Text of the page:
Base64 encoding in URLs

Some time ago I was tasked with making integer IDs in URLs be base64 encoded, so they look less sequential and are more compact (for larger ID numbers, obviously.)


Python has no utility to do this in the standard library, but obviously it does have the tools for it.


First off, you don't want to be encoding the integer's decimal representation. That's not going to save you a lot of bytes at all.


What you do want to encode is the representation with the highest base possible -- and that's, shockingly, the binary representation of integers. I'm not going to go into details on how these work (because honestly, I expect my readers to know this - if not, Google ASAP.)


So that gives us the first key part of it: the struct module. It's a great tool when working with binary data in Python, even if aren't really decoding C structs in Python.


The format I use is "<I", which means "a single 32-bit integer in little endian". In retrospect I should probably have used big endian, as it's the de facto endianess used in inter-machine communication - but seriously, it matters very little which you choose in this case. Be sure to specify one though, because the default is actually whatever your architecture uses.


But, as you might know, 32-bit integers are... Well, 32-bit integers - always four bytes in length. Even when the value stored only uses the LSB (Least Significant Bit). Thus, for values below 256, only a single byte is needed; for below 65536, two bytes; for below 16777216, three bytes.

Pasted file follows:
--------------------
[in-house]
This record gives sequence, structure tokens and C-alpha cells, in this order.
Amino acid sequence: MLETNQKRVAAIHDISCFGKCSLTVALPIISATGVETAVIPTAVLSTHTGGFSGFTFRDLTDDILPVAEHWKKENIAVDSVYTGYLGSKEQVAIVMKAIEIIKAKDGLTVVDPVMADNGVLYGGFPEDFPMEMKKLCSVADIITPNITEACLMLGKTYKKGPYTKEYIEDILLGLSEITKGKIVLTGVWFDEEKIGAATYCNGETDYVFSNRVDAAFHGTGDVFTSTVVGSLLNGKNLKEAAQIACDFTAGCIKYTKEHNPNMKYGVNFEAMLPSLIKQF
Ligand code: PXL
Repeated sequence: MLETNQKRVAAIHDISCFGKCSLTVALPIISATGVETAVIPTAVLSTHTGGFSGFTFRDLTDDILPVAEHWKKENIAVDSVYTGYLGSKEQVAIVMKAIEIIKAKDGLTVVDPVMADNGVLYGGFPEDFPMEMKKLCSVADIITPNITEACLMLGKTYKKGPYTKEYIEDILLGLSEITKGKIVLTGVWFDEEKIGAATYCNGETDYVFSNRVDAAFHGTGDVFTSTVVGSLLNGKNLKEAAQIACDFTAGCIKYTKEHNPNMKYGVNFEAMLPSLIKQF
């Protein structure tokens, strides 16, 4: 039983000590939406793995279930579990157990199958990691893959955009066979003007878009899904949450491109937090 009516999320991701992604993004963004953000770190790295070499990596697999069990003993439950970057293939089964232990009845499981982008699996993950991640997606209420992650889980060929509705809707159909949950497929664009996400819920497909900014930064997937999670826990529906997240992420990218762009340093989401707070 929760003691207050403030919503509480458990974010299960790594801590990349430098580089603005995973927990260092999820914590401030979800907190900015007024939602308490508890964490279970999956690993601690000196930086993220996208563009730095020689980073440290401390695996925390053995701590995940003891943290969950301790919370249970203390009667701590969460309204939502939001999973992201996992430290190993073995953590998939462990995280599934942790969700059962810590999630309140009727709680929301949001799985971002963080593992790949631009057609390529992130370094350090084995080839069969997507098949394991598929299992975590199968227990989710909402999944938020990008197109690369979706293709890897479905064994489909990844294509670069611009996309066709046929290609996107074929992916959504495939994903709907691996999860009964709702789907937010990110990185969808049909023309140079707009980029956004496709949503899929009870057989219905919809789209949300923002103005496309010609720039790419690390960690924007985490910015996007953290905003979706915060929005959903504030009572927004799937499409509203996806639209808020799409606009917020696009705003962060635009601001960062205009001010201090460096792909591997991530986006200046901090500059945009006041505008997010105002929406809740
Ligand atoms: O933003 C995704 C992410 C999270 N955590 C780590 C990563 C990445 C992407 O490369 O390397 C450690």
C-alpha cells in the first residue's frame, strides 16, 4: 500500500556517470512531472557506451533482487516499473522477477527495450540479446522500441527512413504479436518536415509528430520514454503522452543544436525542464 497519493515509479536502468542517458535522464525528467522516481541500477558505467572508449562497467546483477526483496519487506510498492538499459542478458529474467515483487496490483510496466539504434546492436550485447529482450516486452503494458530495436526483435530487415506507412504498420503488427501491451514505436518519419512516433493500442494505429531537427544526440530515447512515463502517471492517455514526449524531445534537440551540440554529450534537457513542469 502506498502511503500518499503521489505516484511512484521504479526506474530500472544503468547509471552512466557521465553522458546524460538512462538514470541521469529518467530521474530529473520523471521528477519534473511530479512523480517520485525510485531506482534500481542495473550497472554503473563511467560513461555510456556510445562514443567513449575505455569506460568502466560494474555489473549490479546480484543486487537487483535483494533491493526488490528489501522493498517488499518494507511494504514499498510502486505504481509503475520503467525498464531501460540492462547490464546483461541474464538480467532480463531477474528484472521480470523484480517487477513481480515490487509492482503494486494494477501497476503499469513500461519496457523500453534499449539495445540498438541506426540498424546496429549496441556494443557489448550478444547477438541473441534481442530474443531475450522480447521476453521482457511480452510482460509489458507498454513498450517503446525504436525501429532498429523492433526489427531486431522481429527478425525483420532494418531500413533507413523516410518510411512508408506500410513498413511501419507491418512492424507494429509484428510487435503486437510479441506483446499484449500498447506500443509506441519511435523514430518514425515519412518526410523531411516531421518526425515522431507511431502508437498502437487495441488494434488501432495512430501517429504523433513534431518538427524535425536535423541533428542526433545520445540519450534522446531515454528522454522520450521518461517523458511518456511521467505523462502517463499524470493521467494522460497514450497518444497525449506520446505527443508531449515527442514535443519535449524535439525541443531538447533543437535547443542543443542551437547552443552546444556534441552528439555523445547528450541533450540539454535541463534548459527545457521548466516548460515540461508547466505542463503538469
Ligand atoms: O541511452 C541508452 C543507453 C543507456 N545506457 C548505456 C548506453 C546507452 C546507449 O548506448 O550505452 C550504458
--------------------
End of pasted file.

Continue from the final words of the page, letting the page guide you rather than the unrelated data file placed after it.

To remedy this, I get the binary representation as a Python str, and strip zero-bytes from right.


Next up is encoding with base64 - but with URL-safe characters. The convention here seems to be to replace the unsafe + and / by - and _. The base64 module actually has two functions for this, urlsafe_b64{en,de}code.


A funny quirk with base64 is that the last 6-bit value might sometimes need to be padded. This is done with equals signs, and they're actually unnecessary. You can infer how the last value should be padded by the length of the string, padding it with = until it's a multiple of four. I do this to save bytes.


import struct
from base64 import b64encode, b64decode

"""Base64 adapted for URLs.

>>> urlb64.encode("Hello kitty")
'SGVsbG8ga2l0dHk'
>>> urlb64.encode_int(1337)
'OQU'
>>> urlb64.decode('SGVsbG8ga2l0dHk')
'Hello kitty'
>>> urlb64.decode_int('OQU')
1337
"""

import struct
from base64 import b64encode, b64decode

def encode(value):
    return b64encode(value, "-_").rstrip("=")

def decode(value):
    return b64decode(value + '=' * (4 - len(value) % 4), "-_")

def encode_int(value):
    return encode(struct.pack("<I", value).rstrip("\0"))

def decode_int(value):
    value = decode(value)
    value += "\0" * (4 - len(value))
    return struct.unpack("<I", value)[0]

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